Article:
On Feb. 21, the National Labor Relations Board (NLRB) ruled that severance agreements with broad – yet common – confidentiality and non-disparagement provisions are unlawful. Employers routinely include confidentiality andContinue Reading NLRB Rules Broad – Yet Common – Confidentiality and Non-Disparagement Provisions in Severance Agreements Are Unlawful
Illinois Workers’ Rights Amendment Provides Employees Fundamental Right to Organize
Heralded as a victory by unions and employee worker’s rights groups even before votes were confirmed, on Nov. 15, 2022, a majority of Illinois voters ushered in the Illinois Workers’…Continue Reading Illinois Workers’ Rights Amendment Provides Employees Fundamental Right to Organize
How the NLRA May Slow Down the FAST Act
With substantial union backing, California’s controversial Fast Food Accountability and Standards Recovery Act, A.B. 257 or the FAST Act, moved through California’s Legislature with relative ease.
As the president of…Continue Reading How the NLRA May Slow Down the FAST Act
FAST Act Becomes Law in California, but Voter Referendum Filed in Response
On Sept. 5, 2022, California Governor Gavin Newsom signed into law AB 257, the controversial Fast Food Accountability and Standards Recovery Act, also known as the “FAST Act” (the Act).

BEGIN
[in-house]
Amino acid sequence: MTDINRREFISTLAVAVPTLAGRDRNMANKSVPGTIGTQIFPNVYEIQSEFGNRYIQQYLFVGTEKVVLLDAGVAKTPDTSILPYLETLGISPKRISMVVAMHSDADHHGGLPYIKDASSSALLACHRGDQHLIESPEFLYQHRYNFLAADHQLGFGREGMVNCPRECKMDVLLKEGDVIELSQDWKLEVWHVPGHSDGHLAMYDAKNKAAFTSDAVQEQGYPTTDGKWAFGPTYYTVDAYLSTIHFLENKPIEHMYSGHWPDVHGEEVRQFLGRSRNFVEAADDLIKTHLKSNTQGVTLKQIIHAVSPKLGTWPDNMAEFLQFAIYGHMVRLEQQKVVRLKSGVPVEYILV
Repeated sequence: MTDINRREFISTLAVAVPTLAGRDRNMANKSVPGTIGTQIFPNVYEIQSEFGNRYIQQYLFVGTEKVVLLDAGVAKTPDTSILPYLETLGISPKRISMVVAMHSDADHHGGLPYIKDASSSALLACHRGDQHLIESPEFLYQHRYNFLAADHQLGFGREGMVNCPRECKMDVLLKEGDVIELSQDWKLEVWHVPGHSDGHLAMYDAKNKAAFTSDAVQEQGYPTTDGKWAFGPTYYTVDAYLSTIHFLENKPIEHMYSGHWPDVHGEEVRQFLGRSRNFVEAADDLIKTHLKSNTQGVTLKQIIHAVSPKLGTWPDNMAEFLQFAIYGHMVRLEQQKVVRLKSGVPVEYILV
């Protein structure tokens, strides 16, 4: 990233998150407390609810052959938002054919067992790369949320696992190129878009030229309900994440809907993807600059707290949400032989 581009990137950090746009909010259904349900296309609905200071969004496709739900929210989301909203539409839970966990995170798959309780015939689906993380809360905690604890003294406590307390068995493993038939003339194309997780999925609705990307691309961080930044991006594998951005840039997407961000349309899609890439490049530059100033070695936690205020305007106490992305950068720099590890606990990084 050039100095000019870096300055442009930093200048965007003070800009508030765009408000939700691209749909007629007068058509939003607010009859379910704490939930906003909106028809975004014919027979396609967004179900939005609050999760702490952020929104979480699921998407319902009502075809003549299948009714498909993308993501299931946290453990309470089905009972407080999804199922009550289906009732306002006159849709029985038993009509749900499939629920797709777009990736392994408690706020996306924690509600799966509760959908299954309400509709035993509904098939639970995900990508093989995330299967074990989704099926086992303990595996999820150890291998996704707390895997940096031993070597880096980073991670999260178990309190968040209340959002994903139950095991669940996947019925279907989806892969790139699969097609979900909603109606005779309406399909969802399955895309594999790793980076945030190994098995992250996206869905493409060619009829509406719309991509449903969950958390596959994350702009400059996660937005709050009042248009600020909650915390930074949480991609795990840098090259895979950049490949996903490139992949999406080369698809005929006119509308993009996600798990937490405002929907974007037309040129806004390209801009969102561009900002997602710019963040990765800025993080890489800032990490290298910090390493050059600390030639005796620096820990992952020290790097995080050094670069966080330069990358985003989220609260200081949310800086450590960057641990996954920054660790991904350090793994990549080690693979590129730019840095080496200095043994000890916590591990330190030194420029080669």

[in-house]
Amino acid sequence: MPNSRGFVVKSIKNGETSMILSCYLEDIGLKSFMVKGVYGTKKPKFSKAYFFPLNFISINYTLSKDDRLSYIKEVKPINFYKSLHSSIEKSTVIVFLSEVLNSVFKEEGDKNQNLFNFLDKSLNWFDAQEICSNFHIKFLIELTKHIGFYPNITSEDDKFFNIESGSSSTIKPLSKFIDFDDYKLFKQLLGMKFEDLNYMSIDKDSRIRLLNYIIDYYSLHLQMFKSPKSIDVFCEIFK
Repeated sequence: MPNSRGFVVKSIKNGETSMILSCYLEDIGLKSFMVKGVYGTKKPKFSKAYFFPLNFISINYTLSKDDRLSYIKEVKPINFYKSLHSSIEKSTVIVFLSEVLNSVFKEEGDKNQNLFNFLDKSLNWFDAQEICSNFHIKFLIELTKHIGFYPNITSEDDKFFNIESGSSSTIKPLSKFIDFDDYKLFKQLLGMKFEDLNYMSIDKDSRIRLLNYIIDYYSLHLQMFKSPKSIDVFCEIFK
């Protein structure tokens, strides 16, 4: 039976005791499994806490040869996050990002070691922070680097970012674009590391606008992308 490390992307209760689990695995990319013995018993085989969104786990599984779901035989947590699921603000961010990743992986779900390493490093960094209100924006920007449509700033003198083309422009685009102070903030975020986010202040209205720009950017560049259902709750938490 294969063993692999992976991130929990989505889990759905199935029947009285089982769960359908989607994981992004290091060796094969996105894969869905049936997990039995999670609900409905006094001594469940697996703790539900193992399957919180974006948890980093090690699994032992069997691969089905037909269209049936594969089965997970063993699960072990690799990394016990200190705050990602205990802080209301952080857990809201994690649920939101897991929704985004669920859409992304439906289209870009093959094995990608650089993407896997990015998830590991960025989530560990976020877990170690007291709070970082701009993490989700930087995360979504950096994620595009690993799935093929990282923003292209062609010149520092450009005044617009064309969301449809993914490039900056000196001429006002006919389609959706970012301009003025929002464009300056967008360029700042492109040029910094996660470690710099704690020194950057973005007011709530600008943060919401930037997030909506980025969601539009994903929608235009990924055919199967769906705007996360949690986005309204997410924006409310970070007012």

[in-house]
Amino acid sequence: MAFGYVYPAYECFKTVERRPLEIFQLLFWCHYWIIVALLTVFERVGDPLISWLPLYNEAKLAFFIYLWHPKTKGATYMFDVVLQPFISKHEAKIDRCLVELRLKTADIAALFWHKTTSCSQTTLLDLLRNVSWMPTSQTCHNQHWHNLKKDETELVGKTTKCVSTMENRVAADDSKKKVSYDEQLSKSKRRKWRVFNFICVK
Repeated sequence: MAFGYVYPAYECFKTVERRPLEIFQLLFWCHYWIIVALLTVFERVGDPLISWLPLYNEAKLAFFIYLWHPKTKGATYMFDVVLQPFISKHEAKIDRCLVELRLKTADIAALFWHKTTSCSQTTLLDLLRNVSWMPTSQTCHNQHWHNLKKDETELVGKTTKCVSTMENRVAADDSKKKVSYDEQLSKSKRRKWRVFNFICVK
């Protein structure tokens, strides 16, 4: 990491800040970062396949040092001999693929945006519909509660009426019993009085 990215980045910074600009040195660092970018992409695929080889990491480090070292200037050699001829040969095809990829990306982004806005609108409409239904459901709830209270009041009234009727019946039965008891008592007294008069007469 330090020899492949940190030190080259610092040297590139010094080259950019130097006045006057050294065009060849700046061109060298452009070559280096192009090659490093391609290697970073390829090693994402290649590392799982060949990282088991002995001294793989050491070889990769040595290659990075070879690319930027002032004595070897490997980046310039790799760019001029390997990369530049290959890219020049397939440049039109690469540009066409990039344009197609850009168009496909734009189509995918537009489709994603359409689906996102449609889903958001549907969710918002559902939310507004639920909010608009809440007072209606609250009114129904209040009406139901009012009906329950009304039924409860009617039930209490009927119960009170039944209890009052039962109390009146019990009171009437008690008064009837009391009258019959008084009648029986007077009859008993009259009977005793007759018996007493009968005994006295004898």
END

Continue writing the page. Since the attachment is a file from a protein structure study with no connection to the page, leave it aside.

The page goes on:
Continue Reading FAST Act Becomes Law in California, but Voter Referendum Filed in Response
You Are Invited: Labor Law Changes Ahead – Practical Considerations for Every Employer – May 18
Join us for Part II of our Traditional Labor webinar series, which will discuss potential changes to employee and employer rights under the National Labor Relations Act under the Biden…
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NLRB Expands Joint Employer Standard in Browning-Ferris Decision
Recently, the National Labor Relations Board made sweeping changes to its “joint employer” standard, announcing a new test that will surely lead to more findings of joint employment relationships under…
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NLRB Not Entitled to Injunction Directing NYC Property Management Company to Bargain with Incumbent Union
The New York City Displaced Building Service Worker Protection Act requires that any buyer, transferee or successor employer of most New York City commercial and residential properties offer the incumbent employees jobs after the change in ownership or employer for as many jobs as the new employer will have at the property, and to keep those employees in employ for at least 90 days unless it has cause for discharge during that “probationary” period. However, a U.S. District Court judge in the Southern District of New York recently denied a request for injunctive relief sought by the National Labor Relations Board seeking to compel a buyer to recognize the incumbent union.
Continue Reading NLRB Not Entitled to Injunction Directing NYC Property Management Company to Bargain with Incumbent Union